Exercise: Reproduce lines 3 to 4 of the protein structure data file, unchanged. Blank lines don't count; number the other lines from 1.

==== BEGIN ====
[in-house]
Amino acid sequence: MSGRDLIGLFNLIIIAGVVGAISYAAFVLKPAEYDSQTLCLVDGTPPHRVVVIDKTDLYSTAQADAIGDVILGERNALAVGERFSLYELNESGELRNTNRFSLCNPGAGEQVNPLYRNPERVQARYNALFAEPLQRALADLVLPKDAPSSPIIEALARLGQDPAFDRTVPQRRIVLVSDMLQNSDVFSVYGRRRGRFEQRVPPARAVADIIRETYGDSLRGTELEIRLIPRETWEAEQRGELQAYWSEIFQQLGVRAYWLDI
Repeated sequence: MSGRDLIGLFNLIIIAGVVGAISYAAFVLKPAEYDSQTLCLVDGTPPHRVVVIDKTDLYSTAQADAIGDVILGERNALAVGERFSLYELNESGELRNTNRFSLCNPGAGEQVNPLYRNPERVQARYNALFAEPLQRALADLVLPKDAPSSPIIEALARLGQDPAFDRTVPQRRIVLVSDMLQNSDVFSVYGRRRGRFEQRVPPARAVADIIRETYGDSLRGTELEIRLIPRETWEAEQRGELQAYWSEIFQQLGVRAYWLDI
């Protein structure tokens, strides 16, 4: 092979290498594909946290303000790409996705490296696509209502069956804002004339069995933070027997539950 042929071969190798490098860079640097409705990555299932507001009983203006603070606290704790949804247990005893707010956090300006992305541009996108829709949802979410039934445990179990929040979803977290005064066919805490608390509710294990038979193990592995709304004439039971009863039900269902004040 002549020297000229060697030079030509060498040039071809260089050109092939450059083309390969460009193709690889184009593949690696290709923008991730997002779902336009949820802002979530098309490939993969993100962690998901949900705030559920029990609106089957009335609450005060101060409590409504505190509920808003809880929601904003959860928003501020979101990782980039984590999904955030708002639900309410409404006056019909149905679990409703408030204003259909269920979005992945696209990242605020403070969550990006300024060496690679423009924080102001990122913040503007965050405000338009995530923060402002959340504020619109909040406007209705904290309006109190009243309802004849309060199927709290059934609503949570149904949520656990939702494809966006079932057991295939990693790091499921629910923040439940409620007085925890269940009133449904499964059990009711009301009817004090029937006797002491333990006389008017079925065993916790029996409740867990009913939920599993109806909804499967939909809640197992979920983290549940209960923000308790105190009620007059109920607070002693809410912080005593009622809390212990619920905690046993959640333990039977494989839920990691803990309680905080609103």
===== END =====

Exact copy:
Repeated sequence: MSGRDLIGLFNLIIIAGVVGAISYAAFVLKPAEYDSQTLCLVDGTPPHRVVVIDKTDLYSTAQADAIGDVILGERNALAVGERFSLYELNESGELRNTNRFSLCNPGAGEQVNPLYRNPERVQARYNALFAEPLQRALADLVLPKDAPSSPIIEALARLGQDPAFDRTVPQRRIVLVSDMLQNSDVFSVYGRRRGRFEQRVPPARAVADIIRETYGDSLRGTELEIRLIPRETWEAEQRGELQAYWSEIFQQLGVRAYWLDI
């Protein structure tokens, strides 16, 4: 092979290498594909946290303000790409996705490296696509209502069956804002004339069995933070027997539950 042929071969190798490098860079640097409705990555299932507001009983203006603070606290704790949804247990005893707010956090300006992305541009996108829709949802979410039934445990179990929040979803977290005064066919805490608390509710294990038979193990592995709304004439039971009863039900269902004040 002549020297000229060697030079030509060498040039071809260089050109092939450059083309390969460009193709690889184009593949690696290709923008991730997002779902336009949820802002979530098309490939993969993100962690998901949900705030559920029990609106089957009335609450005060101060409590409504505190509920808003809880929601904003959860928003501020979101990782980039984590999904955030708002639900309410409404006056019909149905679990409703408030204003259909269920979005992945696209990242605020403070969550990006300024060496690679423009924080102001990122913040503007965050405000338009995530923060402002959340504020619109909040406007209705904290309006109190009243309802004849309060199927709290059934609503949570149904949520656990939702494809966006079932057991295939990693790091499921629910923040439940409620007085925890269940009133449904499964059990009711009301009817004090029937006797002491333990006389008017079925065993916790029996409740867990009913939920599993109806909804499967939909809640197992979920983290549940209960923000308790105190009620007059109920607070002693809410912080005593009622809390212990619920905690046993959640333990039977494989839920990691803990309680905080609103």